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Monday, June 03, 2019

Martyr's Day, Uganda: making Christianity African

Today Uganda commemorates the boys and men burned to death in Namugongo for their faith, on June 3, 1886. The year before, the Kabaka Mwanga had already killed a missionary James Hannington and a Ugandan Catholic leader Joseph Mkasa Balikuddembe, and up to 45 were killed between 1885 and 1887. But the sheer scale and public spectacle of the 32 martyrs burned on June 3, combined with their courage and conviction as they died, shook perceptions of the new faith. Prior to this event, Christianity could have appeared to be a Western religion associated with the colonial interests of Europe. A perception which no doubt held some truth. What angered the Kabaka to the point of such mass cruelty? The loss of his power over his people. The same thing that angered the rulers of Jerusalem, and Rome, and a thousand places before and since: faith in Jesus took priority in the believers' lives, even over loyalty to the king. They would now weigh their actions, right and wrong, priorities, obedience, on a standard that was outside of and higher than the opinion of the Kabaka. This included the tradition that young male court pages were also the sexual partners of the Kabaka, a practice they realized they could now resist. Jesus always sounded political to those who took his words seriously. Kabaka Mwanga understood that. He felt threatened, and he struck back. The resistance to his sexual exploitation no doubt left him feeling disempowered, but there were also likely good reasons he was worried that if his citizens sided with the new religion they would also side with the British.  It was complicated. But the result was not a whole-scale embrace of European rule; it was an eye-opening grass-roots ripple that turned into a wave that said, this is something real. Something African. These 32 went to their deaths singing and praying to God to forgive their oppressors. And their death caused all around them to confront their faith, and to say, this is not a way to gain the world, this is a way to gain your soul.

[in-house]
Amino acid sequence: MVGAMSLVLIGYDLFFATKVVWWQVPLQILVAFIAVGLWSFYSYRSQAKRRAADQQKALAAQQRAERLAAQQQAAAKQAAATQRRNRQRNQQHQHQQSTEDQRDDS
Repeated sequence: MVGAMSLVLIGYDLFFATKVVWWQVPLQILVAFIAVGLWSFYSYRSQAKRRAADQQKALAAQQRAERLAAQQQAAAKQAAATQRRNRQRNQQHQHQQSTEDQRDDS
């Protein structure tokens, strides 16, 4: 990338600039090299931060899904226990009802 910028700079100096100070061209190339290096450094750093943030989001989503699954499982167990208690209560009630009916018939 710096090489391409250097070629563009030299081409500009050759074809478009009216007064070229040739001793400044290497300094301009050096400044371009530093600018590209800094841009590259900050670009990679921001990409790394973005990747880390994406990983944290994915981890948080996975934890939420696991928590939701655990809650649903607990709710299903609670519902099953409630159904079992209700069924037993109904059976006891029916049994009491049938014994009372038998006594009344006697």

The Uganda Martyrs: Their Countercultural Witness Still Speaks Today by Bob French
Uganda's recognition of this event includes two major memorials (one Catholic and one Anglican/Church of Uganda), parades, a University, the national public holiday. Martyr's Day forms a central place in Uganda's story, self-perception, strength. Which is interesting in the 21rst century's obsession with the so-called prosperity gospel, with the constant world-wide fallacy of equating faith and power, Jesus and wealth, right and might. Martry's day preaches the cross. The 32 chose a freedom of conscience that was more valuable than life, an integrity that cost them a horrific painful death. In stark contrast to preachers with personal jets or promises that belief produces health and wealth, the martyrs arrest the attention of the world with a stark holiness: theway of the Kingdom of God is the way of the cross. 

This is not a naturally appealing story in any culture. But the improbability provided key evidence that the followers of Jesus transcend any national identity.

Within my lifetime, this story had another Ugandan chapter.  Another ruler, Idi Amin, felt threatened by the clergy who questioned his excesses of power. He also sent Christians to their death, notably Archbishop Janani Luwum in 1977.

Uganda's witness to the world powerfully questions blind obedience to the powers that be. Followers of Jesus in many times and cultures have had the conviction and courage to stand up to injustice in the political sphere, and in doing so have met the suffering.  Just as Jesus did. 

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